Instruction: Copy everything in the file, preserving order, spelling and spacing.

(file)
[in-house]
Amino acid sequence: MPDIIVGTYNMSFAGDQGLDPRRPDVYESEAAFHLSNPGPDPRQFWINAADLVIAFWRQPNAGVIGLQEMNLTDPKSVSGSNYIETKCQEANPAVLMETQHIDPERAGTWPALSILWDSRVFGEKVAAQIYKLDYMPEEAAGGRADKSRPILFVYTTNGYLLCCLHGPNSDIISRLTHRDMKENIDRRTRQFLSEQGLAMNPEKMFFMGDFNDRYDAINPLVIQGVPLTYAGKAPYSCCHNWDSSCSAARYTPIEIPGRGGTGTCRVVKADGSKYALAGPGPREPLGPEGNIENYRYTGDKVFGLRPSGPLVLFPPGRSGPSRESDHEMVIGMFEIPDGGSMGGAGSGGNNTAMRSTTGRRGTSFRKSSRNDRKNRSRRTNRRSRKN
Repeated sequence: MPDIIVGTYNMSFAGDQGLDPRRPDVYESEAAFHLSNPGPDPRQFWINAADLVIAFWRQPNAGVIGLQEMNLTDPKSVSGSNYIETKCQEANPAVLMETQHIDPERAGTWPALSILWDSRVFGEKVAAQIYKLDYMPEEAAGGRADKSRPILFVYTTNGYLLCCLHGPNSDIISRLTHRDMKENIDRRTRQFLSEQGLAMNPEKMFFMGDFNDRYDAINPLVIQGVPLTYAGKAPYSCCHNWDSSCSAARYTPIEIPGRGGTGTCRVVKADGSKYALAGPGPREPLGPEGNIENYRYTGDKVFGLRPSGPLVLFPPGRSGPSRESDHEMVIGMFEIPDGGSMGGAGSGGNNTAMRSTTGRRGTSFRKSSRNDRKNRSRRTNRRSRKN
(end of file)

[in-house]
Amino acid sequence: MPDIIVGTYNMSFAGDQGLDPRRPDVYESEAAFHLSNPGPDPRQFWINAADLVIAFWRQPNAGVIGLQEMNLTDPKSVSGSNYIETKCQEANPAVLMETQHIDPERAGTWPALSILWDSRVFGEKVAAQIYKLDYMPEEAAGGRADKSRPILFVYTTNGYLLCCLHGPNSDIISRLTHRDMKENIDRRTRQFLSEQGLAMNPEKMFFMGDFNDRYDAINPLVIQGVPLTYAGKAPYSCCHNWDSSCSAARYTPIEIPGRGGTGTCRVVKADGSKYALAGPGPREPLGPEGNIENYRYTGDKVFGLRPSGPLVLFPPGRSGPSRESDHEMVIGMFEIPDGGSMGGAGSGGNNTAMRSTTGRRGTSFRKSSRNDRKNRSRRTNRRSRKN
Repeated sequence: MPDIIVGTYNMSFAGDQGLDPRRPDVYESEAAFHLSNPGPDPRQFWINAADLVIAFWRQPNAGVIGLQEMNLTDPKSVSGSNYIETKCQEANPAVLMETQHIDPERAGTWPALSILWDSRVFGEKVAAQIYKLDYMPEEAAGGRADKSRPILFVYTTNGYLLCCLHGPNSDIISRLTHRDMKENIDRRTRQFLSEQGLAMNPEKMFFMGDFNDRYDAINPLVIQGVPLTYAGKAPYSCCHNWDSSCSAARYTPIEIPGRGGTGTCRVVKADGSKYALAGPGPREPLGPEGNIENYRYTGDKVFGLRPSGPLVLFPPGRSGPSRESDHEMVIGMFEIPDGGSMGGAGSGGNNTAMRSTTGRRGTSFRKSSRNDRKNRSRRTNRRSRKN